In October, 2009, Ayala was driving a work truck to get a replacement part for farm equipment. A tire on the truck blew out, causing the vehicle to swerve back and forth, striking guardrails on both sides of the road. Not wearing a seatbelt, Ayala was thrown about inside of the vehicle and was injured.
Ayala filed a complaint for worker's compensation benefits arising out of the truck wreck in November 2012. There is no dispute that as a result of the collision he sustained injuries to his neck, left shoulder, and left elbow, each of which required surgery. What is in dispute is whether Ayala sustained an injury to his lower back. The State Insurance Fund and Meyers Farms claim that, at most, the collision resulted in the temporary aggravation of pre-existing arthritis and that any present need for surgery was not the result of an industrial accident. While Ayala's claim for benefits was pending, he fell from a ladder while working and injured his right knee, requiring him to undergo total knee replacement surgery. He filed another complaint for benefits.
The Industrial Commission assigned Ayala's claims to a referee who then consolidated the matters for hearing. The referee conducted a hearing on October 26, 2016 where Ayala and Morgan Meyers, a principal of the employer, testified. After the hearing was over, the parties, in accordance with Industrial Commission rules of procedure, conducted post-hearing depositions of expert witnesses and submitted final briefing. The referee finally took the matter under advisement on November 3, 2017.
About two months later, the Industrial Commission sent a letter to counsel for both parties informing them that the referee was facing a backlog of cases. The letter explained that the Commission was concerned about a delay and was willing to make its decision based on the record adduced. The letter also explained that if the parties were not willing to have the Commissioners do the review without the benefit of the referee's recommendations, the matter would be handled by the referee in due course: The Commissioners are concerned about the delay this will cause in getting a decision out. The Commissioners are willing to write this decision on the record adduced to expedite moving this along. If you are willing for the Commissioners to do so, we will reassign the case and will proceed accordingly. If not, resolution of the case will be handled by Referee Powers in due course.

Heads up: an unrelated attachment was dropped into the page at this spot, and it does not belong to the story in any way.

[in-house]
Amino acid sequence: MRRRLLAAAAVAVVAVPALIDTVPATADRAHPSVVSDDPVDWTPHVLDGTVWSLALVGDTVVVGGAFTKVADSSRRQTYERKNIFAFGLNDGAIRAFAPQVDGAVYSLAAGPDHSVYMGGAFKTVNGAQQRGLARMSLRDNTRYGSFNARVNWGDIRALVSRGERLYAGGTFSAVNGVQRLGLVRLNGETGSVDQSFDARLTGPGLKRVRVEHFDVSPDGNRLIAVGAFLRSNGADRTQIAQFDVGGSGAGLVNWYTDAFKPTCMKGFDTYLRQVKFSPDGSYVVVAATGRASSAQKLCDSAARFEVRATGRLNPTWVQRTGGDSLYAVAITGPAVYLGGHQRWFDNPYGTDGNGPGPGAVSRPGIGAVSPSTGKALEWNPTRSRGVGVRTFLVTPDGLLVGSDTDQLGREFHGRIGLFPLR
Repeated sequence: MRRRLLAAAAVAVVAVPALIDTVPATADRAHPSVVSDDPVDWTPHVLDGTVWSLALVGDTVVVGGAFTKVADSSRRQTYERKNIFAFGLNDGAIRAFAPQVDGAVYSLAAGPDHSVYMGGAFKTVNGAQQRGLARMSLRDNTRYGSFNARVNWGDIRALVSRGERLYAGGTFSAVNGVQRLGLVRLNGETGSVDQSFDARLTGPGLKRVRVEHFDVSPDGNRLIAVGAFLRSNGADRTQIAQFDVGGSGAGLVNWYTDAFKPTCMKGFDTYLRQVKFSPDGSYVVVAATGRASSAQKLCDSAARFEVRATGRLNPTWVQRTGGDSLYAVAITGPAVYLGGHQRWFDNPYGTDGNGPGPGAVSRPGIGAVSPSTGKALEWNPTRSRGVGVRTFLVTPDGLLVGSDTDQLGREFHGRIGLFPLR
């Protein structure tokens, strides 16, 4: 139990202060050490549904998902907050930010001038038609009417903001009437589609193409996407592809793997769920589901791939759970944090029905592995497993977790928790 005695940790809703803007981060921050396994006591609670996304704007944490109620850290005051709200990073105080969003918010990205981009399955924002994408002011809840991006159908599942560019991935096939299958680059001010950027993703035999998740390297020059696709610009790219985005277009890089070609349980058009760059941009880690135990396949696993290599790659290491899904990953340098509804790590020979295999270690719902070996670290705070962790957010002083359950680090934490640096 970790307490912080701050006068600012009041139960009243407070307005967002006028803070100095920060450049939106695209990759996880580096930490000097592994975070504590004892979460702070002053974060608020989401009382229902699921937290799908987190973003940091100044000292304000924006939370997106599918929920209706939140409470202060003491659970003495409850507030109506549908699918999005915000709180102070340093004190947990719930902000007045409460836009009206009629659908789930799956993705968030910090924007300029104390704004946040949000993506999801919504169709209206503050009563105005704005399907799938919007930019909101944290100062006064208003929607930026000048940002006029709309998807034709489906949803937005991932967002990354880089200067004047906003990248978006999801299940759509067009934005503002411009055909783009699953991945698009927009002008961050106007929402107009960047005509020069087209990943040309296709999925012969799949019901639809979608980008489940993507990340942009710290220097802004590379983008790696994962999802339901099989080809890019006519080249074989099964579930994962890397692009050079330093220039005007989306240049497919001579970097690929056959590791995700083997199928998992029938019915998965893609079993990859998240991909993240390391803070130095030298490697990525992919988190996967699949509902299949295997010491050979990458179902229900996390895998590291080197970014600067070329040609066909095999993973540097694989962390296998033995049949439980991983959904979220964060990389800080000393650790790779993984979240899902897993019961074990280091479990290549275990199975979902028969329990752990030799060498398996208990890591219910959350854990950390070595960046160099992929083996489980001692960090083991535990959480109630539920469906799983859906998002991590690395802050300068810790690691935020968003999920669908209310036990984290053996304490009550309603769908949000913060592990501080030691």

Ayala declined the Commission's offer, with Ayala's lawyer stating in a letter that, "the decision rendered would . . . be absent the consideration of Mr. Ayala's observational credibility which I believe to be an important consideration in this case."
On April 9, 2018, without any recommendations from the referee, the Commission issued a seventy-one page decision on Ayala's claims. Before addressing the merits of Ayala's claims, the decision explained that the Commission's duty to manage a docket in a timely fashion supported its decision to overrule Ayala's objection to the...